The object of our invention is to so equip a fan having blades of the airplane propeller aerofoil-section type and which is designed to merely circulate air in a room, and therefore be set in some open place in the room, in a way by which it will have all the advantages of a fan with blades of that type which is placed in an orifice with a flaring rounded entrance.

To that end, we equip the tip of each blade of the fan with a projection of peculiar formation which projections when the fan is in operation will produce in effect an orifice in the form of a ring surrounding the tips of the blades which has a flaring entrance preferably with Walls of the more eflicient rounded type.

In the accompanying drawing:

Fig. 1 is a rear elevation of a fan embodyingthe improvements.

Fig. 2 is a view of the trailing edge of the outer end of one of the fan blades. Fig. 3 is a section on the line 3-3 of Fig. 1, said line being at right angles to the plane of rotation of the fan.

Fig. 4 is a view of the leading edge of the outer end of one of the fan blades.

Fig. 5 is a section on the line 55 of Fig. 4.

Fig. 6 is a section on the line 6-6 of Fig. 4.

Fig. 7 is a view of the outer side of one of the projections with which each fan blade is equipped.

Referring to the drawing, l represents the hub and 2 the blades of a fan, the blades being of the airplane propeller aerofoil-section type. The tip of each blade has preferably integrally formed therewith a. projection indicated in a general way 0 at 3. Each of these projections is located on the extreme end of the tip of the blade and extends rearwardly and outwardly with relation to the back side of the blade; or, in other words, the projection extends from the intake side or from 5 the negative pressure side of the blade. The inner face of each projection is curved as indicated at 4 so as to provide a convex surface, .while the outer face of the projection is curved as indicated at 5 to provide a concave surface. Any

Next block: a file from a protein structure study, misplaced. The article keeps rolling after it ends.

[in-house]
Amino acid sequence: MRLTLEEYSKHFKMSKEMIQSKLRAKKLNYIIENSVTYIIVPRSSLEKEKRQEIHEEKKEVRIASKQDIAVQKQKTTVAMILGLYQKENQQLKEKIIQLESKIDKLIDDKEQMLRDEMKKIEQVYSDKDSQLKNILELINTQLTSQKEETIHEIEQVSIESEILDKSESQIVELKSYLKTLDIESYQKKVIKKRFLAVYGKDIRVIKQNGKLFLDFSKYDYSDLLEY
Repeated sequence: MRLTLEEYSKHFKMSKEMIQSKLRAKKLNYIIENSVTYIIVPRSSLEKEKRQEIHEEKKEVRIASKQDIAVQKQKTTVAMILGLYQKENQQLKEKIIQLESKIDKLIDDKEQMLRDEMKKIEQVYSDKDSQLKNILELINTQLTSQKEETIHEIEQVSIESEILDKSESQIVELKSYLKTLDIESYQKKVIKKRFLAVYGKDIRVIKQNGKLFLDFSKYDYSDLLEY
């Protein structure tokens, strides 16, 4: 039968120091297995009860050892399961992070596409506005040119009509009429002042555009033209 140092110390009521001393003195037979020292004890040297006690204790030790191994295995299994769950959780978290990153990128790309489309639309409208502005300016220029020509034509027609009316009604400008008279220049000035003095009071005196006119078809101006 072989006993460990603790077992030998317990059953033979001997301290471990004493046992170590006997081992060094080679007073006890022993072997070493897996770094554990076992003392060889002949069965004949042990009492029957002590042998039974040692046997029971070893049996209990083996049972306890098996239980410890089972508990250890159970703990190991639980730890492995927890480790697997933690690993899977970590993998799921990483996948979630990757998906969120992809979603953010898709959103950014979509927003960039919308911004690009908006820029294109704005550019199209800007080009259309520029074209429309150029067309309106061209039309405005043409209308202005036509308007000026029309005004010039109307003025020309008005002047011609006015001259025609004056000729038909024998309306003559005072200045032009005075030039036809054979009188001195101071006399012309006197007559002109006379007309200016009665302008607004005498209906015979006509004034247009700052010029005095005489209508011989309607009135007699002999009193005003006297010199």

- circumferential line on the projection is concenthe tip of the blade and the outer concave surface is so formed that the air offers the least resistance to the rotation of the fan. The direction of rotation of the fan is indicated by the arrow in Fig. 1, and the direction of movement of the column of air is shown by the arrows in Figs. 2 and 4. The leading edge of each projection is preferably substantially flush with the leading edge of the fan blade and the projection is elongated reversely to the direction of rotation so as to provide a tail piece 6, which extends beyond the trailing edge of the blade, the rear edge I of the projection being curved and the forward edge inclined as indicated at 8 so that the tail piece or extension 6 is of gradually decreasing width and preferably terminates in a point at its rear end. The purpose of this tail piece or extension is to cooperate with the main body of the projection to prevent centripetal flow and it also cooperates with the main body of the outer surface of the projection to reduce air resistance. The forward or leading edge of each projection is beveled as indicated at 3 and the rear portion of the projection gradually decreases in thickness as clearly shown in Fig. 5.